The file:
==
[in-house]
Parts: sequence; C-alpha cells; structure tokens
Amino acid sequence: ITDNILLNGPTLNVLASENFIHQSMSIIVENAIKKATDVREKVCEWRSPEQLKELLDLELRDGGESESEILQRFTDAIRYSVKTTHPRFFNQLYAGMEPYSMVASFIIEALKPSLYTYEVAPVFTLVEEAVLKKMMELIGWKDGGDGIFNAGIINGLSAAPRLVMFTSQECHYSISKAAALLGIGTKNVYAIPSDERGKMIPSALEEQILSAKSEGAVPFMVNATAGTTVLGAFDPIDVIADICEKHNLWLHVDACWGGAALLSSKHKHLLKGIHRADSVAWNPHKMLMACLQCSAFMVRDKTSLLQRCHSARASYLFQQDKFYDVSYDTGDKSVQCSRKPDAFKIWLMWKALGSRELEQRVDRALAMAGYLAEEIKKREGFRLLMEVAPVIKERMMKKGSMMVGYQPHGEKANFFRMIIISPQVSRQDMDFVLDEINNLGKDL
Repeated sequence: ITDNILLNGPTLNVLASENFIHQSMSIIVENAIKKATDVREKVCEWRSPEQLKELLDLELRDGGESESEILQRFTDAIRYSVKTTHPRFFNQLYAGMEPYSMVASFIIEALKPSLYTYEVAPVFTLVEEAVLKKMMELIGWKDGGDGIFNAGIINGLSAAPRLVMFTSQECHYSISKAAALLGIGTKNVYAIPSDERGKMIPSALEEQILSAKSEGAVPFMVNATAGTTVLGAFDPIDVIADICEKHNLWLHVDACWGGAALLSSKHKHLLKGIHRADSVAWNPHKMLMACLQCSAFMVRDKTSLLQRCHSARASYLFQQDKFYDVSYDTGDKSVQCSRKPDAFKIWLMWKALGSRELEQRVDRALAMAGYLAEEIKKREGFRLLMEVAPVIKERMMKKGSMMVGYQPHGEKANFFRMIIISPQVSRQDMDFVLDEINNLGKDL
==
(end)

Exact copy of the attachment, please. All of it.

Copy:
[in-house]
Parts: sequence; C-alpha cells; structure tokens
Amino acid sequence: ITDNILLNGPTLNVLASENFIHQSMSIIVENAIKKATDVREKVCEWRSPEQLKELLDLELRDGGESESEILQRFTDAIRYSVKTTHPRFFNQLYAGMEPYSMVASFIIEALKPSLYTYEVAPVFTLVEEAVLKKMMELIGWKDGGDGIFNAGIINGLSAAPRLVMFTSQECHYSISKAAALLGIGTKNVYAIPSDERGKMIPSALEEQILSAKSEGAVPFMVNATAGTTVLGAFDPIDVIADICEKHNLWLHVDACWGGAALLSSKHKHLLKGIHRADSVAWNPHKMLMACLQCSAFMVRDKTSLLQRCHSARASYLFQQDKFYDVSYDTGDKSVQCSRKPDAFKIWLMWKALGSRELEQRVDRALAMAGYLAEEIKKREGFRLLMEVAPVIKERMMKKGSMMVGYQPHGEKANFFRMIIISPQVSRQDMDFVLDEINNLGKDL
Repeated sequence: ITDNILLNGPTLNVLASENFIHQSMSIIVENAIKKATDVREKVCEWRSPEQLKELLDLELRDGGESESEILQRFTDAIRYSVKTTHPRFFNQLYAGMEPYSMVASFIIEALKPSLYTYEVAPVFTLVEEAVLKKMMELIGWKDGGDGIFNAGIINGLSAAPRLVMFTSQECHYSISKAAALLGIGTKNVYAIPSDERGKMIPSALEEQILSAKSEGAVPFMVNATAGTTVLGAFDPIDVIADICEKHNLWLHVDACWGGAALLSSKHKHLLKGIHRADSVAWNPHKMLMACLQCSAFMVRDKTSLLQRCHSARASYLFQQDKFYDVSYDTGDKSVQCSRKPDAFKIWLMWKALGSRELEQRVDRALAMAGYLAEEIKKREGFRLLMEVAPVIKERMMKKGSMMVGYQPHGEKANFFRMIIISPQVSRQDMDFVLDEINNLGKDL